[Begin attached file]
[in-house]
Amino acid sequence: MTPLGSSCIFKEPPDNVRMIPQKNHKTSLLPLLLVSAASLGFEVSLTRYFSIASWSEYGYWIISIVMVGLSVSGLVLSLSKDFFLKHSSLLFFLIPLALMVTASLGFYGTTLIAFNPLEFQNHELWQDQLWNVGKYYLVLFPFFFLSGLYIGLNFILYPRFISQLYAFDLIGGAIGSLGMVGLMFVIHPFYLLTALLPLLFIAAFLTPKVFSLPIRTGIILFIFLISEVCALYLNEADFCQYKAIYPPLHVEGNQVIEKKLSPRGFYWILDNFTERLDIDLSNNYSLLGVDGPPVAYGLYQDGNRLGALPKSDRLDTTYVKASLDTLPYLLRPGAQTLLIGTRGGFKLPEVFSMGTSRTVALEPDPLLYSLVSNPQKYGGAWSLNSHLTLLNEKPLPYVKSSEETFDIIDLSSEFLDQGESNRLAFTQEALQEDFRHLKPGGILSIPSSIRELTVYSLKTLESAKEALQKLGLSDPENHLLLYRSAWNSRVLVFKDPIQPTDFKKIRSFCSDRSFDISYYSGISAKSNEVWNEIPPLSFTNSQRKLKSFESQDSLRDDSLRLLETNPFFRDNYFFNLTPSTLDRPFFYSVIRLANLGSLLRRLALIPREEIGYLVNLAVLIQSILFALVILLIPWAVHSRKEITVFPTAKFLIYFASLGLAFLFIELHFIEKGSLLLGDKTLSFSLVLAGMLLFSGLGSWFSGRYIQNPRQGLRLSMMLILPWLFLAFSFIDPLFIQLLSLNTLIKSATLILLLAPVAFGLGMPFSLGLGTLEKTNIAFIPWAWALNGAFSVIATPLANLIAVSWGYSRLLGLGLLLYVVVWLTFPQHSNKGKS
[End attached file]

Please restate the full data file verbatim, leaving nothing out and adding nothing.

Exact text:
[in-house]
Amino acid sequence: MTPLGSSCIFKEPPDNVRMIPQKNHKTSLLPLLLVSAASLGFEVSLTRYFSIASWSEYGYWIISIVMVGLSVSGLVLSLSKDFFLKHSSLLFFLIPLALMVTASLGFYGTTLIAFNPLEFQNHELWQDQLWNVGKYYLVLFPFFFLSGLYIGLNFILYPRFISQLYAFDLIGGAIGSLGMVGLMFVIHPFYLLTALLPLLFIAAFLTPKVFSLPIRTGIILFIFLISEVCALYLNEADFCQYKAIYPPLHVEGNQVIEKKLSPRGFYWILDNFTERLDIDLSNNYSLLGVDGPPVAYGLYQDGNRLGALPKSDRLDTTYVKASLDTLPYLLRPGAQTLLIGTRGGFKLPEVFSMGTSRTVALEPDPLLYSLVSNPQKYGGAWSLNSHLTLLNEKPLPYVKSSEETFDIIDLSSEFLDQGESNRLAFTQEALQEDFRHLKPGGILSIPSSIRELTVYSLKTLESAKEALQKLGLSDPENHLLLYRSAWNSRVLVFKDPIQPTDFKKIRSFCSDRSFDISYYSGISAKSNEVWNEIPPLSFTNSQRKLKSFESQDSLRDDSLRLLETNPFFRDNYFFNLTPSTLDRPFFYSVIRLANLGSLLRRLALIPREEIGYLVNLAVLIQSILFALVILLIPWAVHSRKEITVFPTAKFLIYFASLGLAFLFIELHFIEKGSLLLGDKTLSFSLVLAGMLLFSGLGSWFSGRYIQNPRQGLRLSMMLILPWLFLAFSFIDPLFIQLLSLNTLIKSATLILLLAPVAFGLGMPFSLGLGTLEKTNIAFIPWAWALNGAFSVIATPLANLIAVSWGYSRLLGLGLLLYVVVWLTFPQHSNKGKS